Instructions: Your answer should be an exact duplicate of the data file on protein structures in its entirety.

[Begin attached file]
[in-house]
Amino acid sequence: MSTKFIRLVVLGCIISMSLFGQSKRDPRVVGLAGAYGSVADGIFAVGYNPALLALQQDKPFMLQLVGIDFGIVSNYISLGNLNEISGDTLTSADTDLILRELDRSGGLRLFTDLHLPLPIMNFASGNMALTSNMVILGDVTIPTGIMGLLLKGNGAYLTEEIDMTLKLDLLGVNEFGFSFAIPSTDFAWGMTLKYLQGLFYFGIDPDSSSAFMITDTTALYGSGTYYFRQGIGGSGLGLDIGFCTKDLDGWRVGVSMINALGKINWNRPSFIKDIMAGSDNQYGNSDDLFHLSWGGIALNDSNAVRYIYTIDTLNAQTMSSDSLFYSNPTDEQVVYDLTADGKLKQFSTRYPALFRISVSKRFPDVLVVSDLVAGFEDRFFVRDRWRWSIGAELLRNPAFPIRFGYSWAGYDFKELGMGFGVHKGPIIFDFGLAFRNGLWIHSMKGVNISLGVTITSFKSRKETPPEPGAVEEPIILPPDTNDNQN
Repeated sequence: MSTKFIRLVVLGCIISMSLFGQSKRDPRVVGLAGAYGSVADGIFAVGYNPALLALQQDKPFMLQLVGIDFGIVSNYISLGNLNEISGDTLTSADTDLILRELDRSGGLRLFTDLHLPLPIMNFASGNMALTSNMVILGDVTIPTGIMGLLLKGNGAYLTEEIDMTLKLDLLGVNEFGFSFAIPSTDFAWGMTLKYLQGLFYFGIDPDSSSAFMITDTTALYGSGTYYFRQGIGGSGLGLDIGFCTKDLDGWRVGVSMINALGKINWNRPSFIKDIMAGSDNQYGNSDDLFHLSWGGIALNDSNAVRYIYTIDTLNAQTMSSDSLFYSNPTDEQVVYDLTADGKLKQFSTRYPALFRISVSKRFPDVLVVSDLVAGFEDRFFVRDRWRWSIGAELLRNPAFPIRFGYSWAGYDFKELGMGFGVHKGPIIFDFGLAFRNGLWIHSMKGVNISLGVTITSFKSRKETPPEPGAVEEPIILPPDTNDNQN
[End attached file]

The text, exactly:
[in-house]
Amino acid sequence: MSTKFIRLVVLGCIISMSLFGQSKRDPRVVGLAGAYGSVADGIFAVGYNPALLALQQDKPFMLQLVGIDFGIVSNYISLGNLNEISGDTLTSADTDLILRELDRSGGLRLFTDLHLPLPIMNFASGNMALTSNMVILGDVTIPTGIMGLLLKGNGAYLTEEIDMTLKLDLLGVNEFGFSFAIPSTDFAWGMTLKYLQGLFYFGIDPDSSSAFMITDTTALYGSGTYYFRQGIGGSGLGLDIGFCTKDLDGWRVGVSMINALGKINWNRPSFIKDIMAGSDNQYGNSDDLFHLSWGGIALNDSNAVRYIYTIDTLNAQTMSSDSLFYSNPTDEQVVYDLTADGKLKQFSTRYPALFRISVSKRFPDVLVVSDLVAGFEDRFFVRDRWRWSIGAELLRNPAFPIRFGYSWAGYDFKELGMGFGVHKGPIIFDFGLAFRNGLWIHSMKGVNISLGVTITSFKSRKETPPEPGAVEEPIILPPDTNDNQN
Repeated sequence: MSTKFIRLVVLGCIISMSLFGQSKRDPRVVGLAGAYGSVADGIFAVGYNPALLALQQDKPFMLQLVGIDFGIVSNYISLGNLNEISGDTLTSADTDLILRELDRSGGLRLFTDLHLPLPIMNFASGNMALTSNMVILGDVTIPTGIMGLLLKGNGAYLTEEIDMTLKLDLLGVNEFGFSFAIPSTDFAWGMTLKYLQGLFYFGIDPDSSSAFMITDTTALYGSGTYYFRQGIGGSGLGLDIGFCTKDLDGWRVGVSMINALGKINWNRPSFIKDIMAGSDNQYGNSDDLFHLSWGGIALNDSNAVRYIYTIDTLNAQTMSSDSLFYSNPTDEQVVYDLTADGKLKQFSTRYPALFRISVSKRFPDVLVVSDLVAGFEDRFFVRDRWRWSIGAELLRNPAFPIRFGYSWAGYDFKELGMGFGVHKGPIIFDFGLAFRNGLWIHSMKGVNISLGVTITSFKSRKETPPEPGAVEEPIILPPDTNDNQN